A federal judge Tuesday blocked Las Vegas Sands Corp. from transferring five security officers assigned to an elite team that protects the family of Chairman Sheldon Adelson to routine uniformed duties.
After a half-hour hearing, U.S. District Judge Philip Pro granted a temporary restraining order instructing Las Vegas Sands officials to keep the five highly trained officers in sensitive plainclothes duties, as long as the officers don't work directly for the Adelson family.
The five officers -- James Jackson, Christopher LaCascia, James Martin, Jonathan Molnar and DeJuan Robinson -- were temporarily assigned to uniformed positions at the Sands Expo and Convention Center in the wake of a lawsuit they filed two months ago seeking owed overtime from the company.
Several of the officers, all with impressive military or law enforcement backgrounds, were in court Tuesday to listen to the arguments.
The officers filed a joint affidavit last week explaining that they primarily have been protecting Adelson's two teenage boys and his wife, Miriam. They would not provide details about their services but said "our professional relationship with these children is exceptionally close."
In all, nine members of Las Vegas Sands' Executive Protection Team, which keeps watch over the Adelson family 24 hours a day, are suing the company and its lead Strip resort, The Venetian, to collect hundreds of thousands of dollars in overtime.
Four of the team members have either been fired or left on their own.
Sands attorney Rick Roskelley would not tell Pro on Tuesday exactly how many officers are assigned to the protection team, but he said there are fewer than 20.
Don Campbell, who represents the officers, argued that the reassignments, which took effect this week, violated federal labor laws and amounted to retaliatory demotions.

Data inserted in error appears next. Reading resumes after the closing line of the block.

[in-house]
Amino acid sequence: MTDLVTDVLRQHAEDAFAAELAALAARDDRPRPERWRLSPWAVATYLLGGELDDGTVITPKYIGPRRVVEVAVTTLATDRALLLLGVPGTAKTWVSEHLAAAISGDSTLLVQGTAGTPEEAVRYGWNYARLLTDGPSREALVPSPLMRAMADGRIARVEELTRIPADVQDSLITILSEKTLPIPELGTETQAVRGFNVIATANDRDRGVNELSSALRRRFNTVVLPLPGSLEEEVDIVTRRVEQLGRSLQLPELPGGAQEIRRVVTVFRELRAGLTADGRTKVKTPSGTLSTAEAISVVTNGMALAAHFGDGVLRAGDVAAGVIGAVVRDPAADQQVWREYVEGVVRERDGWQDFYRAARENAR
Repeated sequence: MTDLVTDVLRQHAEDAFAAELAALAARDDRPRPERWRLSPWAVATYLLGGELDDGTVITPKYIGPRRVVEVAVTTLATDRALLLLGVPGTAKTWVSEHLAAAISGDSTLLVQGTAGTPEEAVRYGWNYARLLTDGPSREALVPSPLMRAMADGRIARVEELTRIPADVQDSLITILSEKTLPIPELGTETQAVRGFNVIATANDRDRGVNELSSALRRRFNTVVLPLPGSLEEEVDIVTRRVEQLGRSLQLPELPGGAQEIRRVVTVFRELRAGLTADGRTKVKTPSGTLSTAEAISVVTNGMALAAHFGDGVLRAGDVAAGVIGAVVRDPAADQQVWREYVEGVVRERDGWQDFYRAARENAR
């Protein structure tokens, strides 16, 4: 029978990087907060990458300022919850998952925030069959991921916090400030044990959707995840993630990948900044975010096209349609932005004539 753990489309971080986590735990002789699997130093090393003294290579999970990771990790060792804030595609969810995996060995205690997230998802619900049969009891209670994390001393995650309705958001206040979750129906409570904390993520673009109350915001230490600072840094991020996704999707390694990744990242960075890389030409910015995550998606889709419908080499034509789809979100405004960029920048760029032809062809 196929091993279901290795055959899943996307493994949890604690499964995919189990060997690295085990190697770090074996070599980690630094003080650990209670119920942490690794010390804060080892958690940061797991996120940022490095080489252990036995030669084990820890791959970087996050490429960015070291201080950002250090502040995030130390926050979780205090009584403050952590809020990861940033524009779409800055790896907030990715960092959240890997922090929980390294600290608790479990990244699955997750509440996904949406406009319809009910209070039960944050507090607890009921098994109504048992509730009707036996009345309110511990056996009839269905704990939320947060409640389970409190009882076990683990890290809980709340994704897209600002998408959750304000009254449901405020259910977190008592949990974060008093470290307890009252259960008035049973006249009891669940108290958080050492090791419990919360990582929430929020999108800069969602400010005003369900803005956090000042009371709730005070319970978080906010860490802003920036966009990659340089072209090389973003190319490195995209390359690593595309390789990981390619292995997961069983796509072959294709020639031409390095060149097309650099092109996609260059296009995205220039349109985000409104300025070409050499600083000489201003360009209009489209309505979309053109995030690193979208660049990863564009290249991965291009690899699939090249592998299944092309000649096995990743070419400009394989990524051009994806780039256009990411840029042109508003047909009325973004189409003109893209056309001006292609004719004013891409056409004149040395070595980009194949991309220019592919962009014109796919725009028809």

"The Las Vegas Sands is not above the law, and my clients are not beneath the law," Campbell said.
Roskelley countered that family members no longer trusted the officers to protect them and that the convention center, where the officers would essentially check employee identification badges all day, was the only place where they could work without a conflict.
"You're being asked to put them back in positions where at this time they are not wanted by the family," Roskelley said. "There is no dishonor in being a security guard."
Pro ended up siding with the security officers, saying he found it hard to understand that Adelson and the company no longer trusted them simply because they filed a lawsuit seeking overtime pay.
The judge ordered both sides to work out suitable plainclothes assignments for the officers. If both sides can't come together, he said, he would have a hearing on whether to grant a more defined preliminary junction to preserve the exclusive security status of the officers.
Afterward, Campbell said, "We're very pleased with the decision of Judge Pro."
Roskelley declined comment.
In court papers last week, Campbell presented a sworn affidavit from Dave Shepherd, a former security director at The Venetian, backing up his demotion argument.
Shepherd, a former FBI agent, described the outdoor security post at the Expo and Convention Center as the "single worst assignment" for officers at The Venetian.
He said he viewed that job as a "wasteful expenditure of resort security personnel" and frequently filled the positions with low-wage, private "rent-a-guards."
The skill sets of the protection team members, Shepherd wrote, are far above the qualifications for those duties.
The officers are proficient in "close quarter combat," with continuous martial arts training, and adept with firearms. They know how to use deadly force and have skills in vehicle protection and evasive maneuvers.
They also are experts in surveillance and counter-surveillance.
Contact reporter Jeff German at firstname.lastname@example.org or 702-380-8135.